Despite the virtual format, the class still covered the full range of topics—data center design concepts, cooling, power, high-performance computing, networking and cabling, construction safety, and more. The instructors prerecorded the lectures, taking advantage of green-screen technology that allowed them to showcase presentations behind them during the lectures.
“Organizing and lecturing a virtual class definitely taught us new ways of presenting information,” said Bart Hammontree, a technical project manager in the Laboratory Modernization Division at ORNL who co-led the course with Icove. “We are actually going to use some of the things we learned in upcoming DOE project reviews as well.”
During a traditional semester, the students visit ORNL to tour data centers at the Oak Ridge Leadership Computing Facility (OLCF), a DOE Office of Science User Facility located at ORNL. These tours include a walkthrough of both the OLCF’s 200-petaflop Summit, the nation’s fastest supercomputer, and an existing room in one of the OLCF’s data centers that serves as the setting for the students’ CAD designs. However, with tours suspended at ORNL in the wake of the COVID-19 pandemic, the course organizers had to adapt.
Katie Bethea, Outreach and Communication group leader in the National Center for Computational Sciences, and ORNL photographer Genevieve Martin worked with staff in ORNL’s Creative Services Division to create virtual, interactive tours of the Summit data center and the “buildout” setting for the students’ data center designs. ORNL has added several interactive tours of its facilities and landmarks.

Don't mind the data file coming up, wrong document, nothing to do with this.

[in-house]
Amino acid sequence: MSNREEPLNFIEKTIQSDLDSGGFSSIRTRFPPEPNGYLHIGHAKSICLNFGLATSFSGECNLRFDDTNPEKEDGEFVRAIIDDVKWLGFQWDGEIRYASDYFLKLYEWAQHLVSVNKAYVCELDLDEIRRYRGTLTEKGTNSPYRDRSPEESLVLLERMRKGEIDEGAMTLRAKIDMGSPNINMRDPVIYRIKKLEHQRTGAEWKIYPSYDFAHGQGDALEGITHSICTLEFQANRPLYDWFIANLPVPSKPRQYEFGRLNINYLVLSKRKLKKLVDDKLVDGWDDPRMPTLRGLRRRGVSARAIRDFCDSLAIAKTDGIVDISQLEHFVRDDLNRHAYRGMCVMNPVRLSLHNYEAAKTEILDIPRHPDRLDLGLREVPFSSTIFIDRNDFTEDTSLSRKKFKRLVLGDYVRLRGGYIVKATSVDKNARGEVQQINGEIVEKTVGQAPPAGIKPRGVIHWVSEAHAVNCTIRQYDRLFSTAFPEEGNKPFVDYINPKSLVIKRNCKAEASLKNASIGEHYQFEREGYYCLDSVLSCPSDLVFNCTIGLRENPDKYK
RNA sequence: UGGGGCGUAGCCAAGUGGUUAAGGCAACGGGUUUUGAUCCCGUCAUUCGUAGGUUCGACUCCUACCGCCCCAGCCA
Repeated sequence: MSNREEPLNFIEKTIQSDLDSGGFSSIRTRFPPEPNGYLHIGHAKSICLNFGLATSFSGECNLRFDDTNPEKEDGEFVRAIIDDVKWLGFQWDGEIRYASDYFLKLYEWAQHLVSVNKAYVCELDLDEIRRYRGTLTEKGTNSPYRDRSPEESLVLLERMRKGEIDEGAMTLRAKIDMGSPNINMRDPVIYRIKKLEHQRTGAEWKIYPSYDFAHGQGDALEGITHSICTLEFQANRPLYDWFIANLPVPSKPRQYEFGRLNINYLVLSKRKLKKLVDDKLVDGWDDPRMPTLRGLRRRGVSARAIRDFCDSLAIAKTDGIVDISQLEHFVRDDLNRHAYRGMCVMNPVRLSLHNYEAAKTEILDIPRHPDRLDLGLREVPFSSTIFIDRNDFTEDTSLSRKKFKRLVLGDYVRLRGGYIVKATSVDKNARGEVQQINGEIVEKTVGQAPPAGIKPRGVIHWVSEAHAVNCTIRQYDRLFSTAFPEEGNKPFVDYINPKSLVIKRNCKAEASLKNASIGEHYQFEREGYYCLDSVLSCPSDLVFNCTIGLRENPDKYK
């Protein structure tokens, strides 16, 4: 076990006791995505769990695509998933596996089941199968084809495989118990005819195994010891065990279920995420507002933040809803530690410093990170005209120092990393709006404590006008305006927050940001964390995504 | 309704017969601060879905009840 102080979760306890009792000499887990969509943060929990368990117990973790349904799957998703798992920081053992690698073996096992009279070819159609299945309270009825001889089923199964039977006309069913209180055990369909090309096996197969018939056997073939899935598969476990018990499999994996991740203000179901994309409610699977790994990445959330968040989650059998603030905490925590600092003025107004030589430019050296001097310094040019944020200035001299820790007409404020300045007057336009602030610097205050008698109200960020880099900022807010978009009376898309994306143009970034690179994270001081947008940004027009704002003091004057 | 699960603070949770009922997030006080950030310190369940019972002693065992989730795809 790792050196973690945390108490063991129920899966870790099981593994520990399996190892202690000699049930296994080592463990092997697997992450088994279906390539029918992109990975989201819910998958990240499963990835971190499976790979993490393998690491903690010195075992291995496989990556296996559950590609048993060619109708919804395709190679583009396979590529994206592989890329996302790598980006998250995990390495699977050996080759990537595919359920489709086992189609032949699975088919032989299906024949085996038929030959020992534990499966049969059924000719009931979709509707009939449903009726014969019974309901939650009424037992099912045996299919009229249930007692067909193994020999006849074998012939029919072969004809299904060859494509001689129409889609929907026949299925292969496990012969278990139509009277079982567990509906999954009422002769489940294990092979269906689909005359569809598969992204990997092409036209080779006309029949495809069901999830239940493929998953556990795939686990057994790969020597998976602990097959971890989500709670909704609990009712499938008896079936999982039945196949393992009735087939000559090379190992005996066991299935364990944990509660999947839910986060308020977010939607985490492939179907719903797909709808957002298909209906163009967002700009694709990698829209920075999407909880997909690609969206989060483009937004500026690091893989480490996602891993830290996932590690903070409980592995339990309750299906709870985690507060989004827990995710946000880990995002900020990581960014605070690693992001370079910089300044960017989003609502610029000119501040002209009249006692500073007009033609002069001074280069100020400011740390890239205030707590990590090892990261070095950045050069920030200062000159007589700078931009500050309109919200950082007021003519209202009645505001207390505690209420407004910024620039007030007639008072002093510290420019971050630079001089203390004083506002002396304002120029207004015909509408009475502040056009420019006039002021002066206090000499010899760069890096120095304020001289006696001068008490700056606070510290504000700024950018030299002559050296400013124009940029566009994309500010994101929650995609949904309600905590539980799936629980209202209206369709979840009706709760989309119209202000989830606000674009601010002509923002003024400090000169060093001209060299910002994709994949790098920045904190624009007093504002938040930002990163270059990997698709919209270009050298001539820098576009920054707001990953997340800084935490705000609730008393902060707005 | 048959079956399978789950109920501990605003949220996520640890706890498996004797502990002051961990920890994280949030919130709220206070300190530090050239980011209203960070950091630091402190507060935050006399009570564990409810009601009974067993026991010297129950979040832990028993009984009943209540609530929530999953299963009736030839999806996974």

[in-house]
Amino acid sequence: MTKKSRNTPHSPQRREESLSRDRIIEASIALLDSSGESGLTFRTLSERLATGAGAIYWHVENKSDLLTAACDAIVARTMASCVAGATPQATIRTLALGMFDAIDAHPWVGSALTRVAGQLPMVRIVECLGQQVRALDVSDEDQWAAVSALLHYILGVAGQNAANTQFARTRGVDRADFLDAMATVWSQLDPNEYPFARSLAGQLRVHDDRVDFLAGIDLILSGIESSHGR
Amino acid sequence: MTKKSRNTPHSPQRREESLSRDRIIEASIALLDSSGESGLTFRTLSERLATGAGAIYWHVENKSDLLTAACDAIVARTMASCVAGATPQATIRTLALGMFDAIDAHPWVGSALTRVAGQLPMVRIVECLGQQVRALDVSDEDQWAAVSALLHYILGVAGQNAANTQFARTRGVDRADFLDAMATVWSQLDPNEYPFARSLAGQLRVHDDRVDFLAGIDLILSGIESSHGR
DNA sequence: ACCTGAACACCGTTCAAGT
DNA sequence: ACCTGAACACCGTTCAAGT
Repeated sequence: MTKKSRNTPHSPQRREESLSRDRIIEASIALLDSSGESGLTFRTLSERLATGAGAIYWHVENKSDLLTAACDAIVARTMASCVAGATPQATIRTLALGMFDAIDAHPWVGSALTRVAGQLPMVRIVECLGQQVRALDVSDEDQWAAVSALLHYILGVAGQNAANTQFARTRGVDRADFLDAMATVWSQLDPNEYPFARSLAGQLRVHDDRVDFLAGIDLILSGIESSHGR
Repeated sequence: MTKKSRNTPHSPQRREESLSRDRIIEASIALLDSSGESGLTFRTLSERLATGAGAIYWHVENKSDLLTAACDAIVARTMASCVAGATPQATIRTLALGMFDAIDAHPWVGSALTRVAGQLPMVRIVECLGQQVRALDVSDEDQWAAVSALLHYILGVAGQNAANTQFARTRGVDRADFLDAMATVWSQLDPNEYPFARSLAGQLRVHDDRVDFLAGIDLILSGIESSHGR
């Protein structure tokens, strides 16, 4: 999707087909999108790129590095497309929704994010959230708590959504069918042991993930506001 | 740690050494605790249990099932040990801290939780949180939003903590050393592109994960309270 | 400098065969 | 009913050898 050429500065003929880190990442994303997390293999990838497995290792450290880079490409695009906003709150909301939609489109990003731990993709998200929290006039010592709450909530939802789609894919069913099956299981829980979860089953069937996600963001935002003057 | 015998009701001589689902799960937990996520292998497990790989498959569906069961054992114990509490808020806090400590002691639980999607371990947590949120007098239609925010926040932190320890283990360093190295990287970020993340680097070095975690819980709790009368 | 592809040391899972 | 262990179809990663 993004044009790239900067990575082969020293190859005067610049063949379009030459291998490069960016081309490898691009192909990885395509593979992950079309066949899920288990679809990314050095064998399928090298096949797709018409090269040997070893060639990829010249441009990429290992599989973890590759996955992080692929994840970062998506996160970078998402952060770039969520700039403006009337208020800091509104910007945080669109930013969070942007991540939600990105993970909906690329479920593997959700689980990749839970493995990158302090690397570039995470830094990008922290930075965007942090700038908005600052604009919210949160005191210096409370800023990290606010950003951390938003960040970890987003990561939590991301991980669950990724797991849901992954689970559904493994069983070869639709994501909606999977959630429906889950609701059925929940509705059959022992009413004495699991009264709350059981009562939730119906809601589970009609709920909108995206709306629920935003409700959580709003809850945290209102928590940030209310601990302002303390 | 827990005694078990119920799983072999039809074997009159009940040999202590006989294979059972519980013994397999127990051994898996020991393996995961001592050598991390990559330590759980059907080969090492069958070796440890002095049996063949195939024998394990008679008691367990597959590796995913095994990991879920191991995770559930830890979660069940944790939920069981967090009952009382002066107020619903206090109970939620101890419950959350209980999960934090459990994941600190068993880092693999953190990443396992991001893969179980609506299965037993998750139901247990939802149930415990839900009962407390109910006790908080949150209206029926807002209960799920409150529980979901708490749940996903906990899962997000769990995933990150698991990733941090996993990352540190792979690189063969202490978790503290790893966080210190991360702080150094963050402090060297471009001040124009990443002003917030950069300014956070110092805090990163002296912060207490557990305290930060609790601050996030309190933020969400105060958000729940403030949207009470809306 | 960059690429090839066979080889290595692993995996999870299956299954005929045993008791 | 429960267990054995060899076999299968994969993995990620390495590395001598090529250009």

“We also narrated a video of the data center tours so that the students could watch them narrated or move through them on their own and look at the various callouts that are available,” Hammontree said. “This is a unique opportunity because now, they can go back after the tour if they want to see something new.”
The success of the virtual course highlights the ability of the organizers to reach a wider audience—a move that would open up opportunities for students around the country and possibly around the world to participate in the course.
“We’d really like to make this available to the other DOE lab facilities around the country,” Icove said. “We could see 100 to 200 registrants for a virtual class like this, and since it’s virtual, we wouldn’t have to worry about capping it.”
Icove also mentioned that translating the recorded lectures would make the course accessible to people in other countries.
“These lectures are all closed-captioned, so if someone wanted these in Spanish, Portuguese, Arabic, French, and so on, we could have them translated,” Icove said.
Icove said that the virtual class will run smoothly in the future because the lectures have already been recorded.
“The vision is to run this course every semester, and now that we’ve archived the lectures, we just have to fine-tune some of them and supplement them,” Icove said.
Other course instructors included UT’s Michela Taufer and ORNL’s Paul Abston, Saeed Ghezawi, David Grant, Rick Griffin, Jimmy Landmesser, Jim Rogers, and Jeremy Underwood.
UT-Battelle LLC manages Oak Ridge National Laboratory for DOE’s Office of Science, the single largest supporter of basic research in the physical sciences in the United States. DOE’s Office of Science is working to address some of the most pressing challenges of our time. For more information, visit https://energy.gov/science.